Dennis’ last post generated lots of great discussion. In the comment thread, Declan Smithies proposed a modified version of principle JK that Dennis and others argued against. Declan’s version of JK, what I’ll call ‘DJK’, goes as follows:
DJK: If you have justification to believe P, then: you have justification to believe that you know P, if you believe P
I think the following is a counterexample.
But before presenting the example, a couple caveats to bear in mind. First, on Declan’s view, having justification to be confident, to whatever degree, that P does not entail that you have justification to believe that P. Second, Declan’s proposal concerns propositional justification, which does not entail that the belief is doxastically justified (or, as it is sometimes put, properly based or well grounded).
Now for the example. Suppose:
(1) S has justification to believe P.
(2) S believes P.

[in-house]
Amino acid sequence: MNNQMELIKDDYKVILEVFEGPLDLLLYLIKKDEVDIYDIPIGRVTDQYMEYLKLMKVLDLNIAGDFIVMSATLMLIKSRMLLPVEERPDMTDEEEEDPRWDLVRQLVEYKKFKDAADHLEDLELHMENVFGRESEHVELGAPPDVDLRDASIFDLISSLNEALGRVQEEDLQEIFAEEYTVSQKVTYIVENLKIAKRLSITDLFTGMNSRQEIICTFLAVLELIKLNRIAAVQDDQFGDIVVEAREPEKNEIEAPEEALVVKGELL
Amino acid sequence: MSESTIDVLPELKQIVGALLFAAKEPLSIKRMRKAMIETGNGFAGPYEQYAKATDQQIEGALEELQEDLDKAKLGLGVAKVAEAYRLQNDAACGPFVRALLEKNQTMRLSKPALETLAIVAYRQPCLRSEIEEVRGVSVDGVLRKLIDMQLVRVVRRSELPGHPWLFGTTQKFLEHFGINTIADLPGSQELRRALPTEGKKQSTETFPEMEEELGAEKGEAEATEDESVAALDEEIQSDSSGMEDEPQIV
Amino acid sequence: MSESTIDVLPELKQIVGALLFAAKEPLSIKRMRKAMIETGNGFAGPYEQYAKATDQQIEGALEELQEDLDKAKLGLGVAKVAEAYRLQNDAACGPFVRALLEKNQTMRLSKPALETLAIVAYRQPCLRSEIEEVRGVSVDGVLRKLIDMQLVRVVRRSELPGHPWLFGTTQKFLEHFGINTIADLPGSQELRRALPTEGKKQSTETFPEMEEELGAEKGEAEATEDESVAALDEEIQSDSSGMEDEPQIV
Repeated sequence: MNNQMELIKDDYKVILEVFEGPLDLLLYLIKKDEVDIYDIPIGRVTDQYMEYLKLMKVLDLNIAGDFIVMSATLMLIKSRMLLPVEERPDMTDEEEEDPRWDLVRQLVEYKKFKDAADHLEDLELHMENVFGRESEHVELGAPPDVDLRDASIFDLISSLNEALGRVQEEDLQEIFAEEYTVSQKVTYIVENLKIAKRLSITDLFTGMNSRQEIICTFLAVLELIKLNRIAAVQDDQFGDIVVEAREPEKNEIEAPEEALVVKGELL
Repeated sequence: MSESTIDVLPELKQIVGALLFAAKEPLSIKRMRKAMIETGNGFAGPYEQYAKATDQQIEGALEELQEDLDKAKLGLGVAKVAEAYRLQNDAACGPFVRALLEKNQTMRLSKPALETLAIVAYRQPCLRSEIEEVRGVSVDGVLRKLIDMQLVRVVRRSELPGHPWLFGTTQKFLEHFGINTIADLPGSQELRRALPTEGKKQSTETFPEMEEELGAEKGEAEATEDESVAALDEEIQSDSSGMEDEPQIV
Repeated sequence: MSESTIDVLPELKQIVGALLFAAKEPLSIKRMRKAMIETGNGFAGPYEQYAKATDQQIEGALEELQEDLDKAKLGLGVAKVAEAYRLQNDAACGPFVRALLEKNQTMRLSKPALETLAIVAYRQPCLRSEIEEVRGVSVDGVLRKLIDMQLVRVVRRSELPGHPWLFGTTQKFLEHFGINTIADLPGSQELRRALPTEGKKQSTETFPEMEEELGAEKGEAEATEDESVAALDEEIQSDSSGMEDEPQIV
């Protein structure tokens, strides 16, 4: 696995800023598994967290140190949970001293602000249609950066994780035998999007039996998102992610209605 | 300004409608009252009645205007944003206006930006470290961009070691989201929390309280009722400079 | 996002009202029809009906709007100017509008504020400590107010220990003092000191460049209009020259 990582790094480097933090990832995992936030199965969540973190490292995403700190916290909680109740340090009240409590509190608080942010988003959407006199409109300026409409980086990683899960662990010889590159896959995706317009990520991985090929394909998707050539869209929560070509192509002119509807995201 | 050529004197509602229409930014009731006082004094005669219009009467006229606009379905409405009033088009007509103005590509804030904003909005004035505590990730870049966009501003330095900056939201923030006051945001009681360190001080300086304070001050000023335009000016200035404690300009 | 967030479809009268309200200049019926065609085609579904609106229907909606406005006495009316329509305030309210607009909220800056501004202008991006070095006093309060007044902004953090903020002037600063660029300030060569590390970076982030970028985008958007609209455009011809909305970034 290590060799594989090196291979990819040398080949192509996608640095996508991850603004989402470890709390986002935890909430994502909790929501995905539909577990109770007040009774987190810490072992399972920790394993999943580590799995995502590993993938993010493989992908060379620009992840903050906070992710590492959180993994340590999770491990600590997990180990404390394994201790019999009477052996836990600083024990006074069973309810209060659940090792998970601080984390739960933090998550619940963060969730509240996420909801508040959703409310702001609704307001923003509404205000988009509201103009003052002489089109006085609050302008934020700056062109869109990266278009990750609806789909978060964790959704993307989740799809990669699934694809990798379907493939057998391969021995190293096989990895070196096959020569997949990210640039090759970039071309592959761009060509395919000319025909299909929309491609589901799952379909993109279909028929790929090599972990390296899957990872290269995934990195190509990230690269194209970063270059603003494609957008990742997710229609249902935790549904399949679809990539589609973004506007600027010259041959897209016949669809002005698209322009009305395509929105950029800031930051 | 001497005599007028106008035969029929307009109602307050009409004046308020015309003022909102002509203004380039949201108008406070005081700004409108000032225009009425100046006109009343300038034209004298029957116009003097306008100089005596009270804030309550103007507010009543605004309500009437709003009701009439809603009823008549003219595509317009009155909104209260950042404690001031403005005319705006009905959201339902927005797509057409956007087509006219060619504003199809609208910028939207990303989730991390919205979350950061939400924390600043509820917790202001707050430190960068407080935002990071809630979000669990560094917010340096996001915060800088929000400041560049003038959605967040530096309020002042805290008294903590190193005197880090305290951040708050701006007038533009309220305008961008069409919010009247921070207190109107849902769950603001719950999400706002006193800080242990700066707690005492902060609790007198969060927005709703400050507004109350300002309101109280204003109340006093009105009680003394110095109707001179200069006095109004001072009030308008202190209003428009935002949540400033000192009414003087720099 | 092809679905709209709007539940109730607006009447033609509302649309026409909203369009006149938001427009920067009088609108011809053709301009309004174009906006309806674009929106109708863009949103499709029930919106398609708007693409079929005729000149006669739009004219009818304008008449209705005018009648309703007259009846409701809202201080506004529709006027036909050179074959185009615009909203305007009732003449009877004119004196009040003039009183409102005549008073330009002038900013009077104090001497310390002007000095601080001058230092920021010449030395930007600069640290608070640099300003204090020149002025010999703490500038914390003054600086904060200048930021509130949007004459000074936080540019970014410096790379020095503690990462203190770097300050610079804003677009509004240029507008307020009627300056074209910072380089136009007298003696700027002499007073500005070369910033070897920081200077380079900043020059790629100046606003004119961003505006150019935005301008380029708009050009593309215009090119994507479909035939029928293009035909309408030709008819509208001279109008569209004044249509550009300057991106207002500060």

(3) S believes P on the basis of a very bad reason, one that does not in fact help justify P for him.
(4) S recognizes that his belief’s basis is inadequate, but cannot be bothered to do anything about it. (Perhaps S is presently psychologically incapable of doing anything about it.)
(5) S knows that knowledge requires that reason-based belief be properly based on adequate reasons.
In such a case, S is not justified in believing that he knows that P. (If anything, he’s justified in believing that he does not know that P.) Yet he satisfies the conditions set out in DJK.